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Tag Archives: low-power wide-area networks

Can IoT Networks Ever be Secure?

By Ernest Worthman

Executive Editor
AGL Small Cell Magazine

July 6, 2016 — Long before the Internet of anything (IoX) was even on the horizon, the drive to become more energy frugal in each succeeding generation of wireless equipment has had traction. Not so with security, that has only come on the radar screen, seriously, in the last few years.

Now, these two platforms are some of the key metrics for the next generation of the wireless ecosystem.

With low-power wide area network (LPWAN) technology coming onto the wireless landscape, there is a bit of a conundrum here because low power and security are somewhat dichotomous opposites. Simply put, every requirement for security, be it sending and receiving security-related traffic across a network, or network and application layer cryptography, or other security measures increases the complexity and power requirements of a wireless device. And that is inversely proportional to the movement of designing low-power devices for the Internet of Anything.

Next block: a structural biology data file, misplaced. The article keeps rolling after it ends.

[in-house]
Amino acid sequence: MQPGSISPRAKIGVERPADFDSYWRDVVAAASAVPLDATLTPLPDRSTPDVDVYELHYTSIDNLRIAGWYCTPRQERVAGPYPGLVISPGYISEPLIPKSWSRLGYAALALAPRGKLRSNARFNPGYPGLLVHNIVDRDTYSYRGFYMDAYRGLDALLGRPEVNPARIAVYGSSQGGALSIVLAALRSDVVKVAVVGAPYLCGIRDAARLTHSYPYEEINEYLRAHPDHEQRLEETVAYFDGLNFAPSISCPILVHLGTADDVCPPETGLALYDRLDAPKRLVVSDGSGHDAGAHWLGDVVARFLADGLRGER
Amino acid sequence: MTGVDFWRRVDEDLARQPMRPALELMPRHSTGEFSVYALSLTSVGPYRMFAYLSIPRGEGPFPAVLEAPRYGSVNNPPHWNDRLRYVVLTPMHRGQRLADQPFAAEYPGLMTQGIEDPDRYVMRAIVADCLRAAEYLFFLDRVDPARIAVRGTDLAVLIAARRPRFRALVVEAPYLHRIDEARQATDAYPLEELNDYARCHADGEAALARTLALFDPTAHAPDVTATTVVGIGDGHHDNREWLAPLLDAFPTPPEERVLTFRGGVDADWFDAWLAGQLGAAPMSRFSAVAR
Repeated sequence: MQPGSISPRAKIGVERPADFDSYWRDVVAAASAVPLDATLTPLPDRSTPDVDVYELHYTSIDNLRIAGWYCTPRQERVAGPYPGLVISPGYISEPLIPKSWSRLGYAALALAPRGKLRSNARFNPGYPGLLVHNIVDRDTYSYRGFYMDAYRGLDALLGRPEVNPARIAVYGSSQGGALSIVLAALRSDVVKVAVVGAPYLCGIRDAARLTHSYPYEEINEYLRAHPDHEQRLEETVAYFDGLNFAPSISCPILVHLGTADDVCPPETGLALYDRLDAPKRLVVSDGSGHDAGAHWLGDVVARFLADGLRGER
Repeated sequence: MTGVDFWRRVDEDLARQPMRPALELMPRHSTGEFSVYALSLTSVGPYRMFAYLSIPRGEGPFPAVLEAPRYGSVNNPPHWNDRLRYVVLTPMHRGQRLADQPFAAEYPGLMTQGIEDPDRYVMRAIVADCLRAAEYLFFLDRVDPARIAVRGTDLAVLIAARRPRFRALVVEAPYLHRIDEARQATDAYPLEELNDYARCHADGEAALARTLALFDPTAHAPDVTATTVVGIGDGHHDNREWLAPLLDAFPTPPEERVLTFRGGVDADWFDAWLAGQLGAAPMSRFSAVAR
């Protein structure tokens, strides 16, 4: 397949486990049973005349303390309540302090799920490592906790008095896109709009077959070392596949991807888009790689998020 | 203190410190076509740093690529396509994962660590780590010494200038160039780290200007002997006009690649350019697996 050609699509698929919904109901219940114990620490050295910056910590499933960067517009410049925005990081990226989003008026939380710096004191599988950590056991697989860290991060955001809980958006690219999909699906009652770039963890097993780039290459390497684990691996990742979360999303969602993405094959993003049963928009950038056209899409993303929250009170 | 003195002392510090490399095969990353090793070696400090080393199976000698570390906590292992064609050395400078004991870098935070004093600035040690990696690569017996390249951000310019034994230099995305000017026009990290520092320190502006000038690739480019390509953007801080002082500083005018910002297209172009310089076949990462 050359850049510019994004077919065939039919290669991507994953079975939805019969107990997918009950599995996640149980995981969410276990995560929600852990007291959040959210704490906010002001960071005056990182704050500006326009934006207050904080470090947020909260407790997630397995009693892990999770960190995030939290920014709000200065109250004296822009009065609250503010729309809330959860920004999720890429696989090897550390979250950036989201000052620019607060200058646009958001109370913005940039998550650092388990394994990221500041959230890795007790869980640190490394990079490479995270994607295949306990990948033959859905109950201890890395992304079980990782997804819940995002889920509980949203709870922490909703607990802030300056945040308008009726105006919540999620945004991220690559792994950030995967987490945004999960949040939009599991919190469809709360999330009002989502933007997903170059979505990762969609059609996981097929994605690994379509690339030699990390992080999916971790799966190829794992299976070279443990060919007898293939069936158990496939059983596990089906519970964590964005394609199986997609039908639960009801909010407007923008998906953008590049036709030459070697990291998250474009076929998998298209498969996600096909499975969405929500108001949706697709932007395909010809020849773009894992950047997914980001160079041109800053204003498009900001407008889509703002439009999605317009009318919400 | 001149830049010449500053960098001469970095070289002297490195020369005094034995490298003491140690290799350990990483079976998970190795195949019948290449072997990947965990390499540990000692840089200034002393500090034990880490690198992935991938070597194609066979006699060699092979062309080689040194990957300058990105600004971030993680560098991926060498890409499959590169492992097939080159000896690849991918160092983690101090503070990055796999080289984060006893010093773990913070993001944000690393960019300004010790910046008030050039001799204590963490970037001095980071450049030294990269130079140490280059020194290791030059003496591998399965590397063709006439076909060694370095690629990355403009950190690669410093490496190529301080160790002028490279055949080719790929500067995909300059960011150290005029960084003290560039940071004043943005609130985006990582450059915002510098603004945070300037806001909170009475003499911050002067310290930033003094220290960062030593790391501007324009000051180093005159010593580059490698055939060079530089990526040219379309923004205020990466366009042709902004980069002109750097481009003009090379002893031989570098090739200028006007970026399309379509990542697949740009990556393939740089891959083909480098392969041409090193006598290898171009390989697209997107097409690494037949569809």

But, the bottom line here is that security isn’t an option anymore. Many of the players, such as ARM, are keenly aware that such will be the case going forward. Thusly, they, and many other players are feverishly trying to come up with solutions that will satisfy both requirements.

For example, ARM is developing new processor-based microcontrollers designs for smart sensors that will help secure data inside very tiny chips. And the cost is said to be less than $1. ARM claims its new mbed operating system for IoX devices can offer “banking-class end-to-end IP security across the communication channels through TLS & DTLS” within these new “energy constrained environments.”

There is no doubt that the best security comes at the hardware level. Once this ecosystem is corralled, chip designers will likely emerge as the stakeholder that holds the key to making IoT security commonplace. If security features can be integrated as much as possible into the hardware it will significantly reduce the amount of work currently handled by software. That is a win-win for both power utilization and higj-level security.